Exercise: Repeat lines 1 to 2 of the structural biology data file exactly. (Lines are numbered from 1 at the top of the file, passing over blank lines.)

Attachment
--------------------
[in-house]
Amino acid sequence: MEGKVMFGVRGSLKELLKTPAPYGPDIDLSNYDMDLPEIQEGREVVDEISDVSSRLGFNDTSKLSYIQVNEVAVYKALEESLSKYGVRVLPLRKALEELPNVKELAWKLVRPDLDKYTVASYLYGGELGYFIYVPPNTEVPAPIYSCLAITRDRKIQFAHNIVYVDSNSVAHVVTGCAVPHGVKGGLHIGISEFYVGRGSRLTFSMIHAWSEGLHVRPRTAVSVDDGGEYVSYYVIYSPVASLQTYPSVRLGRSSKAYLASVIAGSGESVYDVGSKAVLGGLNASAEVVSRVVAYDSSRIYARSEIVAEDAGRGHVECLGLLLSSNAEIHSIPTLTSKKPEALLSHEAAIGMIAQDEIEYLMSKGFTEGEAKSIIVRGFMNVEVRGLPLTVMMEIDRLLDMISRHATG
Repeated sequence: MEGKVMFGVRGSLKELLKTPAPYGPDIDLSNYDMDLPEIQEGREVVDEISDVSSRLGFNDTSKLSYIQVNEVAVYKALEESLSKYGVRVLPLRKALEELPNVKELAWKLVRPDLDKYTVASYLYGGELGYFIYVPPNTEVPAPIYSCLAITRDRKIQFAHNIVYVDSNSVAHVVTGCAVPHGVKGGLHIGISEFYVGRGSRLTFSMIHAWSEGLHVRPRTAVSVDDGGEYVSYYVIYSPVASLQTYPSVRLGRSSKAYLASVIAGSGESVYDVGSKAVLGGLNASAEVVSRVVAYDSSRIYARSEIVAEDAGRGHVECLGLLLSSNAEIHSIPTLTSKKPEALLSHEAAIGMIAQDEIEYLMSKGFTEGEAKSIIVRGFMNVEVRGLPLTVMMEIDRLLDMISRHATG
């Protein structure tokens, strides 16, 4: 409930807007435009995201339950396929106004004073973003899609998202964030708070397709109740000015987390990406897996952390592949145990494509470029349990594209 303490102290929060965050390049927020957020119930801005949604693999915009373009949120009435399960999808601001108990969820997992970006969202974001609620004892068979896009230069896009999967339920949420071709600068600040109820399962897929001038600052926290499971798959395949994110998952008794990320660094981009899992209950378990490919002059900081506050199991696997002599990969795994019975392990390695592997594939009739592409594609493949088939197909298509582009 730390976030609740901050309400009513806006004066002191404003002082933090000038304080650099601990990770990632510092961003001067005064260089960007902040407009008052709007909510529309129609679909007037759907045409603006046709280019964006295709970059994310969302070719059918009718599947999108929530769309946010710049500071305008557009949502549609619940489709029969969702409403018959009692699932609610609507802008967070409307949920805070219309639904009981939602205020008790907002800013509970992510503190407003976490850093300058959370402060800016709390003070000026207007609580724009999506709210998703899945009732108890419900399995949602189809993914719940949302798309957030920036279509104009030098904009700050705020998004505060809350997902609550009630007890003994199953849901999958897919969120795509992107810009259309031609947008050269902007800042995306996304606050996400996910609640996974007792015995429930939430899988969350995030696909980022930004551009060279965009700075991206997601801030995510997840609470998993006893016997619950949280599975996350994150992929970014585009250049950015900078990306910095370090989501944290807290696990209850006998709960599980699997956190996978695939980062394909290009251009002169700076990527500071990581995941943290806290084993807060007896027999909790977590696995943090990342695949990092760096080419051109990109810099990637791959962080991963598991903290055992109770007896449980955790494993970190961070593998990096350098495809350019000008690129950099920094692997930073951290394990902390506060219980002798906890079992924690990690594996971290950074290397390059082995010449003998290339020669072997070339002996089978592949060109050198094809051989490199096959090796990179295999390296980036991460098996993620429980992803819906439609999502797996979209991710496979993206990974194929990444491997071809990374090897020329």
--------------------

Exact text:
[in-house]
Amino acid sequence: MEGKVMFGVRGSLKELLKTPAPYGPDIDLSNYDMDLPEIQEGREVVDEISDVSSRLGFNDTSKLSYIQVNEVAVYKALEESLSKYGVRVLPLRKALEELPNVKELAWKLVRPDLDKYTVASYLYGGELGYFIYVPPNTEVPAPIYSCLAITRDRKIQFAHNIVYVDSNSVAHVVTGCAVPHGVKGGLHIGISEFYVGRGSRLTFSMIHAWSEGLHVRPRTAVSVDDGGEYVSYYVIYSPVASLQTYPSVRLGRSSKAYLASVIAGSGESVYDVGSKAVLGGLNASAEVVSRVVAYDSSRIYARSEIVAEDAGRGHVECLGLLLSSNAEIHSIPTLTSKKPEALLSHEAAIGMIAQDEIEYLMSKGFTEGEAKSIIVRGFMNVEVRGLPLTVMMEIDRLLDMISRHATG